Toshiba may be forced to consider any private equity-led takeover offers in the coming months because activist investors have exerted more control on the board after the so-called “game-changing” power display.
Three of Toshiba’s 20 largest investors told the Financial Times that they believed that events in recent days, including the resignation of the chairman of the board of directors, gave activists unprecedented control over the composition of the company’s next board of directors. Because it is looking for candidates to fill five suddenly filled vacancies-vacant seats.
Although Toshiba has not received any formal or binding acquisition proposals from private equity or other strategic buyers, several of the world’s largest private equity funds told the Financial Times that if they can confirm the approval of the Japanese government, they Will be interested-the Japanese government takes a wait-and-see attitude toward Toshiba’s nuclear and defense businesses. Companies are important national assets.
Several Toshiba investors said they believe that there are differences within the Japanese government, and one faction is open to the idea of allowing companies to be privatized.
This Remove Chang Shan Xiu As the chairman of Toshiba’s board of directors, at last week’s annual general meeting, the industrial group went through a period of intense turbulence. Independent report This shows that the company is colluding with the government to suppress rights defending shareholders.
Nagayama only got the support of 43.7% of shareholders, who believed that although he did not participate Described event In the report, he was not firm enough in its consequences.
The board director Nobuyuki Kobayashi mentioned in the report was dismissed with a minimum approval rate of 25% and the third board member George Alcott resignation on Sunday. Before the annual general meeting, the company withdrew two board nominees to quell investor anger.
“I think we have sent a clear message to the company that we will not vote for any board directors, and they advise investors who they think will resist the idea of negotiating with strategic buyers such as PE,” said an investor . The company holds a large number of shares in Toshiba.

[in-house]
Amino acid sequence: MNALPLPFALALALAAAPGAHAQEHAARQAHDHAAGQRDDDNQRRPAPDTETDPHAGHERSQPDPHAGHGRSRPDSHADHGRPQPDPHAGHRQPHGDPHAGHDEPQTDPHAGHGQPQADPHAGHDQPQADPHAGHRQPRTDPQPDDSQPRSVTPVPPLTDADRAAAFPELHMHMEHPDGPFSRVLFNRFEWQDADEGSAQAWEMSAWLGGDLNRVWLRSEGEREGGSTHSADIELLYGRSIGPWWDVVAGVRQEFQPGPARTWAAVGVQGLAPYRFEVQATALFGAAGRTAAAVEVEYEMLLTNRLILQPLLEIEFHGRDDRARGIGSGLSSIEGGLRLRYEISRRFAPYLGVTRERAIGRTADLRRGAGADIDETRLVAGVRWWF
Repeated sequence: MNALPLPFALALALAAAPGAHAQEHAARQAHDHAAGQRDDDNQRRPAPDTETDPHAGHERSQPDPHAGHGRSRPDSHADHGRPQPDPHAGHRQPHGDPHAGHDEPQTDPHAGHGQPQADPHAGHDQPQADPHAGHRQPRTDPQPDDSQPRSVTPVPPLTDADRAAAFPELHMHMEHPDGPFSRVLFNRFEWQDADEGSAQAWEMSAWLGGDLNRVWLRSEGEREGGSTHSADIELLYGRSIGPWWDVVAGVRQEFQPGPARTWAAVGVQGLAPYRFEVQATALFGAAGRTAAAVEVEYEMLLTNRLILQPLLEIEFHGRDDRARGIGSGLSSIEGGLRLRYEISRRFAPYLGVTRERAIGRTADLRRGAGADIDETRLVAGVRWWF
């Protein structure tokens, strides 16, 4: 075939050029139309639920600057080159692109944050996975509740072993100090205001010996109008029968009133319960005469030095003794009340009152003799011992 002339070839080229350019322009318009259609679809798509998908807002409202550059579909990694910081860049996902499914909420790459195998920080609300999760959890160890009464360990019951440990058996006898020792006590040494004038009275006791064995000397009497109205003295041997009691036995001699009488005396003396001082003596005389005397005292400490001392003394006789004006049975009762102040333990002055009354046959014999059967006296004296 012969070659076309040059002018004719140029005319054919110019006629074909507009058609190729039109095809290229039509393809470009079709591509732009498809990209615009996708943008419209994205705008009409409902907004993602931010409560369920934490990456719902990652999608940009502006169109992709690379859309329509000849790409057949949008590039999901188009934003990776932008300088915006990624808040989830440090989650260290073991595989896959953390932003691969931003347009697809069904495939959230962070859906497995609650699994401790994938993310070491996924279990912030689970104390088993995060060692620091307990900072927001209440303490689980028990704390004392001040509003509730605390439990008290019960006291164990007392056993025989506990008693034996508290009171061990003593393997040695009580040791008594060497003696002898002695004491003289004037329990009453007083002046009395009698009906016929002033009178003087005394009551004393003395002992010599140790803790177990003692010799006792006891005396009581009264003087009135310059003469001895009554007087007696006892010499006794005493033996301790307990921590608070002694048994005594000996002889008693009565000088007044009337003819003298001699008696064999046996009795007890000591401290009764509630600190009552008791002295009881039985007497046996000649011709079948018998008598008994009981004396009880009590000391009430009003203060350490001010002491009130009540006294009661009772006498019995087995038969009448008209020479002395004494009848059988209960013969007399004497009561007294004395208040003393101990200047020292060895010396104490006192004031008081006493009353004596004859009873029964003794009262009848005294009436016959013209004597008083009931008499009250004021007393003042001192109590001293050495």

“No one wants to be nominated as a board member and then fail, which means that Toshiba is actually obliged to propose names that it knows in advance, and in this case, it means that an agreement can be reached,” the person added.
Toshiba said after the independent report that it will hold an extraordinary general meeting of shareholders later this year to submit new nominees for the board of directors.
After CVC’s failed acquisition attempt of $20 billion in April, shareholders have been calling on Toshiba to invite PE bids, which sparked internal disagreements and led to the dismissal of then CEO Nobuaki Kurumatani.
At the annual general meeting of shareholders last week, the company said it would carefully study specific and feasible proposals for privatizing the company, but added that it has not received any such offers. After the annual general meeting of shareholders, the board of directors also stated that the forthcoming strategic review committee will “contact the company or its subsidiaries and potential strategic and financial investors in various businesses.”
Other investors expressed doubts about credible PE acquisition offers, saying that few global funds are willing to risk their reputation after an independent report clarified the Japanese government’s interest in Toshiba’s future.
After Toshiba’s largest investor, Singapore-based secret fund Effissimo took action, the confidence of Toshiba shareholders continued to increase. The fund holds 9.9% of the shares. After the Financial Times first reported that Toshiba’s 2020 annual general meeting was unfair, the fund held an extraordinary general meeting in March to request an independent report.